NEW YORK, NY -- (Marketwired) -- 05/07/13 -- Leaders often try to expand into hot new growth industries, looking for accelerated performance they think isn't available in their core business. But that's a significant mistake, according to research by Booz & Company. In fact, companies perform better and produce better shareholder returns when they strengthen the key capabilities that help them win in their core industry. Companies that try to grow into new industries are likely to fail.
A Booz & Company study of total shareholder return (TSR) for 6,138 companies in 65 industries shows that, except for the best-performing (tobacco) and worst-performing (computers and peripherals) industries, mean 10-year TSR compound annual growth rates (CAGRs) across all industries were within 15 percent of one another. But within each industry, the top company outperformed the worst company by an astonishing 69 percent, on average.
"The analysis indicates that the best performance improvement and growth opportunity for a company is to rise to the top of the industry it's already in," said Evan Hirsh, Booz & Company partner. (Mr. Hirsh is the coauthor of "The Grass Isn't Greener," a recent Harvard Business Review article that references the study.) "Getting better at what you already do is what gives you the biggest upside," Hirsh added.
"Many leaders spend a lot of time and energy on finding a 'better' industry to get into," he continued. "They convince themselves that their company's growth is slowing because their core industry is unattractive, and the way out is to shift into a fast-growing industry. And boards routinely accept that conventional wisdom."
But the study found that in fact, moving into another industry generally isn't the best way to grow. "When we reviewed shareholder returns over the past decade, we found that median performance across most industries was strikingly similar," explained Hirsh. "What this indicates is that if a company expands into a new industry, the odds are not good that it will exceed its current performance. In fact, by focusing its attention on trying to compete in the new industry, the company will probably neglect its core business and fall behind there."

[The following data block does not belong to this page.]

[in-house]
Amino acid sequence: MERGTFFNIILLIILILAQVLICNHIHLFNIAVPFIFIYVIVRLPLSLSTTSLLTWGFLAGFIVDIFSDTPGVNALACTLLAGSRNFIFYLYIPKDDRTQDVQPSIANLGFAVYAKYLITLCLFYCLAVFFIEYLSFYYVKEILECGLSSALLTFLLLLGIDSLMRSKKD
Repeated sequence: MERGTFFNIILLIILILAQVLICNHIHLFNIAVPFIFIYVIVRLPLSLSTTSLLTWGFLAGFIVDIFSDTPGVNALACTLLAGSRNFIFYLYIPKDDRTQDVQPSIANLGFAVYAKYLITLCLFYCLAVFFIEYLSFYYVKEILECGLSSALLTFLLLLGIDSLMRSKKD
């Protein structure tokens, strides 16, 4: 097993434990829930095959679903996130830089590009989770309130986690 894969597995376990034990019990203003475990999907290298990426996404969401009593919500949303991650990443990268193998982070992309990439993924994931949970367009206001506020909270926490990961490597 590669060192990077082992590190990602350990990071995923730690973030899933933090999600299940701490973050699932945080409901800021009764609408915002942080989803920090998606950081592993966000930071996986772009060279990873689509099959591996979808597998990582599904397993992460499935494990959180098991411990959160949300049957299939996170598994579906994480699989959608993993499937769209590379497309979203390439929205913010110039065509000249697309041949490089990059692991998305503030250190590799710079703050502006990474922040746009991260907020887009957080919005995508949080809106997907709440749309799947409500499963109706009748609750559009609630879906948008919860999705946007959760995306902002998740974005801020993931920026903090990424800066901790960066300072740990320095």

The better move is for companies to improve their performance and try to rise to the top of their own industry. "We've found huge differences in returns within each industry," said Kasturi Rangan, Booz & Company principal and coauthor of the Harvard Business Review article. "In every industry, there are companies that greatly exceed median performance. For example, the airline industry is often thought of as being a laggard, but the top performer there, Latin America's LATAM Airlines Group SA, has a 10-year TSR CAGR of 35 percent -- better than the median performers in any other industry, better even than the median performer in the best-performing industry, tobacco, where the median was 21 percent. The computer and peripherals industry is the worst-performing industry in the study. But the top performer there, Apple Inc., had a 10-year TSR CAGR of 54 percent. As the Spanish like to say, it's better to be the head of a rat than the tail of a lion. That is, it's better to win in a so-called bad industry than be an also-ran in a supposedly good one."
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